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    Korea
     Aug 21, 2009
SPEAKING FREELY
It's all a North Korean plot
By Peter Van Nguyen Aug

Speaking Freely is an Asia Times Online feature that allows guest writers to have their say. Please click here if you are interested in contributing.

The North Korean government recently agreed to resume tourism with South Korea after the project was frozen because of the shooting of a South Korean tourist and the hardline policies of South Korean President Lee Myung-bak. North Korea seems interested in going forward with a plan to eventually open its economy towards a free market.

Like its communist allies China and Vietnam, we can see this intent in the North's opening of a new fast-food restaurant. Also, despite threats of increasing monthly wages and land rental fee

 

being considerable, the North is sending more workers into the Kaesong industrial complex after much anticipation of its closure.

Why is North Korea defying the international community if it plans to open up its economy to the world? With Kim Jong-il deteriorating in health, North Korean generals and Communist Party members are getting nervous about plans to reform the Democratic People's Republic of Korea (DPRK) after his death. Military and political leaders are now wary of a possible collapse of North Korea and fear for their own futures.

In the event of a collapse of the regime, these leaders would be prosecuted for inhumane acts of violence and atrocious human-rights violations, which could result in Cambodian Khmer Rouge-type trials. Even if they manage to escape the collapse of the North Korean socialist dynasty, China may not provide them with protection as it might just wash its hands of the murderous regime.

Those responsible for millions of North Korean deaths will have to live in fear of being hunted down like the Nazis who fled to other countries and changed their names. Though Kim Jong-il has chosen a successor - his youngest son Kim Jong-un, who is 26 years old - other members of the DPRK may fear that he might not be able to extend his influence and consolidate people's loyalty like his father and grandfather.

Opening North Korea to the outside world will be dangerous, but the current leadership knows that it cannot hold out for much longer. It needs to open up the market to globalization, as capitalism is seeping into the country in the form of Chinese products and South Korean DVDs.

With China trying to demonstrate to the world that it is a responsible country, it might not be so obliging in sheltering North Korea from international condemnation. Therefore, the current leaders would want more assurances than a young and inexperienced son of Kim Jong-il to keep the country together.

Most likely, the North Korean government will take precautionary steps to secure its own future rather than that of its starving people. These precautionary steps could involve taking advantage of Kim Jong-il's health and coercing or convincing him to bargain for more concessions regarding security than former US president George W Bush offered in return for nuclear disarmament.

The two biggest concerns for the North are the US and South Korea, because they might instigate social unrest through the use of media and other forms of communication when Pyongyang decides to open up. Right now, the DPRK fears more than anything else free-flowing ideas and thinking that will penetrate every corner of the North if its human-rights activists and religious advocates find freedom.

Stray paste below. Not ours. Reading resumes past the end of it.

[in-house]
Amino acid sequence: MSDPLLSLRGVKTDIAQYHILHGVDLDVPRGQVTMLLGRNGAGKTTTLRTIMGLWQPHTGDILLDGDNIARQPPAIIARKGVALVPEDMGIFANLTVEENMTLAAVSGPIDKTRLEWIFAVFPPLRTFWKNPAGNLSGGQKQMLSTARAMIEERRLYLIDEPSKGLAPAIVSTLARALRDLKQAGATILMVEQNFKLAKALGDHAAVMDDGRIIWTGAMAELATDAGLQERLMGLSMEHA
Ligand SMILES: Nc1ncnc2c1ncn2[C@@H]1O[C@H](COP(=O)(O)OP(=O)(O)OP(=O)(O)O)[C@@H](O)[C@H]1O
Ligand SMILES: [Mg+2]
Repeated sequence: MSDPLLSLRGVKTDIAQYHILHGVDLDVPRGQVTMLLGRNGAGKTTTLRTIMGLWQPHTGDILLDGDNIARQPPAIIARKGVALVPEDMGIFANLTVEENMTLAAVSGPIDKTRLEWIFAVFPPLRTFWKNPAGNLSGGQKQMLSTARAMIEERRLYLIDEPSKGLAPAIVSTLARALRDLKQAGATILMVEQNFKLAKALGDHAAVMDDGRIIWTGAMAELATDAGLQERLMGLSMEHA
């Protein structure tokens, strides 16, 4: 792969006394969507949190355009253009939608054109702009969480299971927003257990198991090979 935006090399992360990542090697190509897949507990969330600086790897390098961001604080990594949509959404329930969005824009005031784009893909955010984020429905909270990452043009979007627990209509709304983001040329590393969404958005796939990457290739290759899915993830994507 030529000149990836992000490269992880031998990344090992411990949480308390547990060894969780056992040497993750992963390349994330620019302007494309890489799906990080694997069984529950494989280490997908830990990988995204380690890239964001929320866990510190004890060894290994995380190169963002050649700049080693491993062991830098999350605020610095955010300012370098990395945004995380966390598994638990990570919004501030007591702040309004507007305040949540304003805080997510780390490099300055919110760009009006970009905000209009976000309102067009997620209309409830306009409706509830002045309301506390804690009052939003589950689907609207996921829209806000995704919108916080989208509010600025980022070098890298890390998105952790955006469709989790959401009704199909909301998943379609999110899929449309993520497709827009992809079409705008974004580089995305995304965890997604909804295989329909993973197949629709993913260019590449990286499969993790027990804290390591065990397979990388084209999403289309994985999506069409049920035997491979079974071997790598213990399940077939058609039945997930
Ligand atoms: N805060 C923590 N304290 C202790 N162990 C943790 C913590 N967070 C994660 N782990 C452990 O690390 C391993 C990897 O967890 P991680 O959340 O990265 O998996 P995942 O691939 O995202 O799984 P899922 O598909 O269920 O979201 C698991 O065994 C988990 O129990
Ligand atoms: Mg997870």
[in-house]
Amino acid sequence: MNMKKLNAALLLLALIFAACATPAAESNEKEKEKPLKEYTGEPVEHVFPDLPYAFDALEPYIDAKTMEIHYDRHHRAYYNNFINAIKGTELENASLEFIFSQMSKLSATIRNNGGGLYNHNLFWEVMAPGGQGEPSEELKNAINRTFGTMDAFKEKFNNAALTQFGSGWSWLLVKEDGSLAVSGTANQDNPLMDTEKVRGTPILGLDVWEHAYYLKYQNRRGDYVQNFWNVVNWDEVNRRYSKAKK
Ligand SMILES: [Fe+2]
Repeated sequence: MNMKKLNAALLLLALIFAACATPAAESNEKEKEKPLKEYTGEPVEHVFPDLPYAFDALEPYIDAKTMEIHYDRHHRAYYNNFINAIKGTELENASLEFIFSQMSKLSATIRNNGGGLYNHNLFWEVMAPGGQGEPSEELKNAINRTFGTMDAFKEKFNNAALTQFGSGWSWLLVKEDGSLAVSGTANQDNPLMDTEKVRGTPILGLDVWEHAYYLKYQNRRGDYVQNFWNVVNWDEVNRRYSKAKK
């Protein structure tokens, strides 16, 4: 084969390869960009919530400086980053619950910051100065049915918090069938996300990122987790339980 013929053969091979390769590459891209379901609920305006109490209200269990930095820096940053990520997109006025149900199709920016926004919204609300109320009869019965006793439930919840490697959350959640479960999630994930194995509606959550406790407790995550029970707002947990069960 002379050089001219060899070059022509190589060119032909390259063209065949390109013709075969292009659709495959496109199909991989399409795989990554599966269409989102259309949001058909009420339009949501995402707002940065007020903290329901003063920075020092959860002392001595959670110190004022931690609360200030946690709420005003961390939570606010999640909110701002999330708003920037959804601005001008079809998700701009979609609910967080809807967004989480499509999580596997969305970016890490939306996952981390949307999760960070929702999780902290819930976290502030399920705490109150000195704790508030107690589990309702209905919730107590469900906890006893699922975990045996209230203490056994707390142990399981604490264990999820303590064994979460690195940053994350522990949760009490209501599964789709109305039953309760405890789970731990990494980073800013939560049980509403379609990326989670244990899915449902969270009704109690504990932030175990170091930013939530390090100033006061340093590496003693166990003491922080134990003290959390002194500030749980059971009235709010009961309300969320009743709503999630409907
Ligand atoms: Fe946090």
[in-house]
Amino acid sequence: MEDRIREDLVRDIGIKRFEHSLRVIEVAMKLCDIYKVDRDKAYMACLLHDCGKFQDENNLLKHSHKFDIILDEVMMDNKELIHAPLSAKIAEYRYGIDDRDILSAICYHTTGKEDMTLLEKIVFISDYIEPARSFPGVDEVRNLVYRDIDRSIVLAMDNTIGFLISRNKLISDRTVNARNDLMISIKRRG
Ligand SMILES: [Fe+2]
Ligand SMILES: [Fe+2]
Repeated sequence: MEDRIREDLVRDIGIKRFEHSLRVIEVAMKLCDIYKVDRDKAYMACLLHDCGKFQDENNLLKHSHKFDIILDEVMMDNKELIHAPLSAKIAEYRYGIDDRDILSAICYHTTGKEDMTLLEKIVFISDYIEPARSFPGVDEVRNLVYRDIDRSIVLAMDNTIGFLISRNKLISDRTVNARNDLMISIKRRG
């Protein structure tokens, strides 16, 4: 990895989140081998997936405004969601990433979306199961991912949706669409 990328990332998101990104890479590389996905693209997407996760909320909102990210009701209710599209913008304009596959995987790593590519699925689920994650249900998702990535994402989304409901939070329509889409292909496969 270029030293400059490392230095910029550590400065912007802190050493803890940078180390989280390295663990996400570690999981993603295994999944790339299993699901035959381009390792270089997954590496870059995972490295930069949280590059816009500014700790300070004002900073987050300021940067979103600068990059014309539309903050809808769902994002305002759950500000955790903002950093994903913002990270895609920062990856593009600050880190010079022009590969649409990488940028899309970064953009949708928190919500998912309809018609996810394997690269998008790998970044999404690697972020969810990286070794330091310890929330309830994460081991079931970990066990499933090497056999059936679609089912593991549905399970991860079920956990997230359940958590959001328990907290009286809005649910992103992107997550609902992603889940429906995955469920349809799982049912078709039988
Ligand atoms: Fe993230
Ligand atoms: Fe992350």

To contain the consequences of free-market reform, the regime will require brutal suppression and complete control over the population. By raising the stakes in the nuclear disarmament discussion, Pyongyang hopes to gain more concessions from the US government - particularly a more muted response to its human-rights problem.

North Korea is also dragging negotiations for disarmament with the Barack Obama administration on as painstakingly long as possible so that future US administrations will think twice before criticizing the regime. Pyongyang's fresh international defiance may be aimed at gaining the ultimate concession - the withdrawal of US troops from South Korea in exchange for handing over the nukes they have made.

This will undoubtedly apply psychological pressure on the South Korean government and people by keeping the conservative parties' hawkish policy on North Korea in check. Also, by firing a long-range missile, the North is demonstrating to possible customers that it has the technology and know-how now, compared to 2006 when its first nuclear test was seen as a failure.

These capabilities will provide North Korea with a source of hard currency in the event of international sanctions. Pyongyang wants the world to understand that sanctioning it for whatever reason - whether for torture or mass murder of its own civilians - will lead to it developing its nuclear program. Denuclearizing the Korean Peninsula is a painful process that the US will dread going through all over again. So, Washington will rather opt to turn a blind eye to the North's poor human-rights situation.

Peter Van Nguyen is a freelance contributor.

(Copyright 2009, Peter Van Nguyen)

Speaking Freely is an Asia Times Online feature that allows guest writers to have their say. Please click here if you are interested in contributing.


Through the (North Korean) looking glass (Aug 19, '09)

Freedom comes at a price in Pyongyang
(Aug 15, '09)

Pyongyang purges for a new era
(Aug 1, '09)


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